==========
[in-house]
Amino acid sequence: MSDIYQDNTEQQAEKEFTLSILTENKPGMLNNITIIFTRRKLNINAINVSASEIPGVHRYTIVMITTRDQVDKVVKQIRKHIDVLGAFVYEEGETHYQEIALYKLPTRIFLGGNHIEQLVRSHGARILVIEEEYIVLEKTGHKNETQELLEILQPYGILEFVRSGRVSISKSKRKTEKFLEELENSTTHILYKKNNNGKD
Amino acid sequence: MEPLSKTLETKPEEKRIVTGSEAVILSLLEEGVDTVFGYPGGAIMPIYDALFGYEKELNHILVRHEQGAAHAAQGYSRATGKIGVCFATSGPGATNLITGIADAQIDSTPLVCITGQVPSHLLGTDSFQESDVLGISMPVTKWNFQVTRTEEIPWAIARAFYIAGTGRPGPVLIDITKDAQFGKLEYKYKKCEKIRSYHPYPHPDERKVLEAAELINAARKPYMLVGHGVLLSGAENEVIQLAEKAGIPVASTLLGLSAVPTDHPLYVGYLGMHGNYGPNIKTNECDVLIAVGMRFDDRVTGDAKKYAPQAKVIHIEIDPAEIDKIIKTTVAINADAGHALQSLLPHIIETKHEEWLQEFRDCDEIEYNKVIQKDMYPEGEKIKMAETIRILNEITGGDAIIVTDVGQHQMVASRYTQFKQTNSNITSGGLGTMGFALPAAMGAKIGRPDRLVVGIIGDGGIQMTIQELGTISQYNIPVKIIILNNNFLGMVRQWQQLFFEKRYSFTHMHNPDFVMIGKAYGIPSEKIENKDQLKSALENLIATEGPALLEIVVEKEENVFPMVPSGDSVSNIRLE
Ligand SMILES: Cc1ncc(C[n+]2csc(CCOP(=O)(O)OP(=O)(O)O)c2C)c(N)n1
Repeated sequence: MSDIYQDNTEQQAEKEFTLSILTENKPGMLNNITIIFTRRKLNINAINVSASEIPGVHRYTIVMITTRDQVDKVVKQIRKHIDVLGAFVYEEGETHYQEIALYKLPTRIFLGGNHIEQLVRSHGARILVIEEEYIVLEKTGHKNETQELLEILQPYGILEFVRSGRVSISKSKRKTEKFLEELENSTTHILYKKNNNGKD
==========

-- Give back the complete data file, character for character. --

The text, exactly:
[in-house]
Amino acid sequence: MSDIYQDNTEQQAEKEFTLSILTENKPGMLNNITIIFTRRKLNINAINVSASEIPGVHRYTIVMITTRDQVDKVVKQIRKHIDVLGAFVYEEGETHYQEIALYKLPTRIFLGGNHIEQLVRSHGARILVIEEEYIVLEKTGHKNETQELLEILQPYGILEFVRSGRVSISKSKRKTEKFLEELENSTTHILYKKNNNGKD
Amino acid sequence: MEPLSKTLETKPEEKRIVTGSEAVILSLLEEGVDTVFGYPGGAIMPIYDALFGYEKELNHILVRHEQGAAHAAQGYSRATGKIGVCFATSGPGATNLITGIADAQIDSTPLVCITGQVPSHLLGTDSFQESDVLGISMPVTKWNFQVTRTEEIPWAIARAFYIAGTGRPGPVLIDITKDAQFGKLEYKYKKCEKIRSYHPYPHPDERKVLEAAELINAARKPYMLVGHGVLLSGAENEVIQLAEKAGIPVASTLLGLSAVPTDHPLYVGYLGMHGNYGPNIKTNECDVLIAVGMRFDDRVTGDAKKYAPQAKVIHIEIDPAEIDKIIKTTVAINADAGHALQSLLPHIIETKHEEWLQEFRDCDEIEYNKVIQKDMYPEGEKIKMAETIRILNEITGGDAIIVTDVGQHQMVASRYTQFKQTNSNITSGGLGTMGFALPAAMGAKIGRPDRLVVGIIGDGGIQMTIQELGTISQYNIPVKIIILNNNFLGMVRQWQQLFFEKRYSFTHMHNPDFVMIGKAYGIPSEKIENKDQLKSALENLIATEGPALLEIVVEKEENVFPMVPSGDSVSNIRLE
Ligand SMILES: Cc1ncc(C[n+]2csc(CCOP(=O)(O)OP(=O)(O)O)c2C)c(N)n1
Repeated sequence: MSDIYQDNTEQQAEKEFTLSILTENKPGMLNNITIIFTRRKLNINAINVSASEIPGVHRYTIVMITTRDQVDKVVKQIRKHIDVLGAFVYEEGETHYQEIALYKLPTRIFLGGNHIEQLVRSHGARILVIEEEYIVLEKTGHKNETQELLEILQPYGILEFVRSGRVSISKSKRKTEKFLEELENSTTHILYKKNNNGKD